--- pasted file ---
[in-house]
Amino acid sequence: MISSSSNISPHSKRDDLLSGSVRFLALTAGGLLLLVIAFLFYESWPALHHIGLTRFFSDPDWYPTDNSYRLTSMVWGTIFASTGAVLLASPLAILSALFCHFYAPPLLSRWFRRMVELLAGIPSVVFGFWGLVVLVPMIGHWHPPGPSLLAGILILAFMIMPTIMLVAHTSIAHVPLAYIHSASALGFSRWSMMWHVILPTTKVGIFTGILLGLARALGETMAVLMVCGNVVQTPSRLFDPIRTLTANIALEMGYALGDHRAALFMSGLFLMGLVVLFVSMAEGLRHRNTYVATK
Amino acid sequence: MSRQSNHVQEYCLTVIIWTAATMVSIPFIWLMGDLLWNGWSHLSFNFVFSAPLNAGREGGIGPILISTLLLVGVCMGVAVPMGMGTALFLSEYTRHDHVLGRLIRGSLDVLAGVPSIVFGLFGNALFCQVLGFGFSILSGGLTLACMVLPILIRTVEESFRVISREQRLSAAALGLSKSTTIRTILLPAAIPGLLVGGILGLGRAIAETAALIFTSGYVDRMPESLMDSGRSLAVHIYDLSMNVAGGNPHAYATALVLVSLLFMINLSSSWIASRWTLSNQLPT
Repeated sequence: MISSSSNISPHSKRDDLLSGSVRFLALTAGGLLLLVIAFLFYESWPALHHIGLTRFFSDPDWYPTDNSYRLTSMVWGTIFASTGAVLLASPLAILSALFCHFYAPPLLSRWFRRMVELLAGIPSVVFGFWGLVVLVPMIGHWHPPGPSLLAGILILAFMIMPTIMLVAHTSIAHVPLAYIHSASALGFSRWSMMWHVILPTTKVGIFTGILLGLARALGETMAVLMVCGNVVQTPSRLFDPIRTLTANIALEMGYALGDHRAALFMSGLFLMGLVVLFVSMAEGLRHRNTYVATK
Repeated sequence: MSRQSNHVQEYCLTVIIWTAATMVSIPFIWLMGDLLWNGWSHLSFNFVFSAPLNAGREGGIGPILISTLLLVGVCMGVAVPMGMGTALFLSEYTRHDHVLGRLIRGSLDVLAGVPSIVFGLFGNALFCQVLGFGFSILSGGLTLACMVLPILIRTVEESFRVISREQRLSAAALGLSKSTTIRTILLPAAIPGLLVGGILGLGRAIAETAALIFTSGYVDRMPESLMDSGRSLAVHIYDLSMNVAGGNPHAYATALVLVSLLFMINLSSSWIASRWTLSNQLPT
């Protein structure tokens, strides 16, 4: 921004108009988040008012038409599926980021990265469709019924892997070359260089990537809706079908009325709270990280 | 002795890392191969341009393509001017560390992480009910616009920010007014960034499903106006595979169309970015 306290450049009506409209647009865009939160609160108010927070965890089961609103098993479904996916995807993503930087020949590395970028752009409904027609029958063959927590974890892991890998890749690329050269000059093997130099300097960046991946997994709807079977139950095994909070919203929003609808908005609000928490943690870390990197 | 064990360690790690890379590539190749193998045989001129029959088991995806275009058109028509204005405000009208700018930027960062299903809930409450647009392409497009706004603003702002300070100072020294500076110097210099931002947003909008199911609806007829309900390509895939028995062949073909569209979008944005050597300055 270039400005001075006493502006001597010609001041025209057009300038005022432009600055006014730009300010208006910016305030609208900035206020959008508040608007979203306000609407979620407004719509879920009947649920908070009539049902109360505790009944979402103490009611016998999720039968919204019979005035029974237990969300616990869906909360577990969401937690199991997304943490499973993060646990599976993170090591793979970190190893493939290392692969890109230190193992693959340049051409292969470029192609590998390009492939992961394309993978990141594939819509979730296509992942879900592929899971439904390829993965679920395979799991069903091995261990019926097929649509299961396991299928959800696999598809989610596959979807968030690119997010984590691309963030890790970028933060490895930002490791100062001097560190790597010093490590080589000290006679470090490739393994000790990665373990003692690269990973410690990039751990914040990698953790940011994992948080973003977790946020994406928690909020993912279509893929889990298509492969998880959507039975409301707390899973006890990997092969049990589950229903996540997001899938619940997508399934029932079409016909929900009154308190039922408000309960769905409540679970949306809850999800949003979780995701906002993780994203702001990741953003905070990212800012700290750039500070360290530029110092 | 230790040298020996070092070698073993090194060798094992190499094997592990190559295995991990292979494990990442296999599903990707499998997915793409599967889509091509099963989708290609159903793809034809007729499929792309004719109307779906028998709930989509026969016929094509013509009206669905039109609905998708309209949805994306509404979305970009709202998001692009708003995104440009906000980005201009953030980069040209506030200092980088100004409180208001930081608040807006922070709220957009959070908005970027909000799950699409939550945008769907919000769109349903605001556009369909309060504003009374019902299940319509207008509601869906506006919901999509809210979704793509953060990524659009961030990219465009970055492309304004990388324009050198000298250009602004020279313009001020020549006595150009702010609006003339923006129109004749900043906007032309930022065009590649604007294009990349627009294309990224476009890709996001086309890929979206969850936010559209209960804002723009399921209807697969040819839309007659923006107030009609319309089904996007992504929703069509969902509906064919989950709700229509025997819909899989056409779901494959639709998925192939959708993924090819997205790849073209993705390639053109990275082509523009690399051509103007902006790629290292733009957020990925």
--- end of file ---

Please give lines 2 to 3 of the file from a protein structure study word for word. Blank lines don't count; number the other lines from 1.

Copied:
Amino acid sequence: MISSSSNISPHSKRDDLLSGSVRFLALTAGGLLLLVIAFLFYESWPALHHIGLTRFFSDPDWYPTDNSYRLTSMVWGTIFASTGAVLLASPLAILSALFCHFYAPPLLSRWFRRMVELLAGIPSVVFGFWGLVVLVPMIGHWHPPGPSLLAGILILAFMIMPTIMLVAHTSIAHVPLAYIHSASALGFSRWSMMWHVILPTTKVGIFTGILLGLARALGETMAVLMVCGNVVQTPSRLFDPIRTLTANIALEMGYALGDHRAALFMSGLFLMGLVVLFVSMAEGLRHRNTYVATK
Amino acid sequence: MSRQSNHVQEYCLTVIIWTAATMVSIPFIWLMGDLLWNGWSHLSFNFVFSAPLNAGREGGIGPILISTLLLVGVCMGVAVPMGMGTALFLSEYTRHDHVLGRLIRGSLDVLAGVPSIVFGLFGNALFCQVLGFGFSILSGGLTLACMVLPILIRTVEESFRVISREQRLSAAALGLSKSTTIRTILLPAAIPGLLVGGILGLGRAIAETAALIFTSGYVDRMPESLMDSGRSLAVHIYDLSMNVAGGNPHAYATALVLVSLLFMINLSSSWIASRWTLSNQLPT